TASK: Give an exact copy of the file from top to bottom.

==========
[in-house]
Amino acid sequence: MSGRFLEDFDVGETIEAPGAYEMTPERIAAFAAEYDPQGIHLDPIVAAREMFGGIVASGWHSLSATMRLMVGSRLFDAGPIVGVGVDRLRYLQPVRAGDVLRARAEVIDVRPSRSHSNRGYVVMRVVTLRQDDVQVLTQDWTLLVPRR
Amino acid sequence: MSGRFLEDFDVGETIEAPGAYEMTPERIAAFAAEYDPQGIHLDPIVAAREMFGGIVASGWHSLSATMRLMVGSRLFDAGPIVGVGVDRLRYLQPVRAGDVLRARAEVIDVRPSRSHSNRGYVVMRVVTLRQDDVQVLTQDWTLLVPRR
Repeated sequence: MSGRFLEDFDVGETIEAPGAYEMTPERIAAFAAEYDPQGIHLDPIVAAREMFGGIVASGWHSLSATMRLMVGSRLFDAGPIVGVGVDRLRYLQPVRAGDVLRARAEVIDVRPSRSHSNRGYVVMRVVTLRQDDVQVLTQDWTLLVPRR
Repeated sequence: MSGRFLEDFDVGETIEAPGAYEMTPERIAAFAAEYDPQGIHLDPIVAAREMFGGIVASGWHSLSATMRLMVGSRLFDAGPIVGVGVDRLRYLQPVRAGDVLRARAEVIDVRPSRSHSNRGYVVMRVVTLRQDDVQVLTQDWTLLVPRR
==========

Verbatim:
[in-house]
Amino acid sequence: MSGRFLEDFDVGETIEAPGAYEMTPERIAAFAAEYDPQGIHLDPIVAAREMFGGIVASGWHSLSATMRLMVGSRLFDAGPIVGVGVDRLRYLQPVRAGDVLRARAEVIDVRPSRSHSNRGYVVMRVVTLRQDDVQVLTQDWTLLVPRR
Amino acid sequence: MSGRFLEDFDVGETIEAPGAYEMTPERIAAFAAEYDPQGIHLDPIVAAREMFGGIVASGWHSLSATMRLMVGSRLFDAGPIVGVGVDRLRYLQPVRAGDVLRARAEVIDVRPSRSHSNRGYVVMRVVTLRQDDVQVLTQDWTLLVPRR
Repeated sequence: MSGRFLEDFDVGETIEAPGAYEMTPERIAAFAAEYDPQGIHLDPIVAAREMFGGIVASGWHSLSATMRLMVGSRLFDAGPIVGVGVDRLRYLQPVRAGDVLRARAEVIDVRPSRSHSNRGYVVMRVVTLRQDDVQVLTQDWTLLVPRR
Repeated sequence: MSGRFLEDFDVGETIEAPGAYEMTPERIAAFAAEYDPQGIHLDPIVAAREMFGGIVASGWHSLSATMRLMVGSRLFDAGPIVGVGVDRLRYLQPVRAGDVLRARAEVIDVRPSRSHSNRGYVVMRVVTLRQDDVQVLTQDWTLLVPRR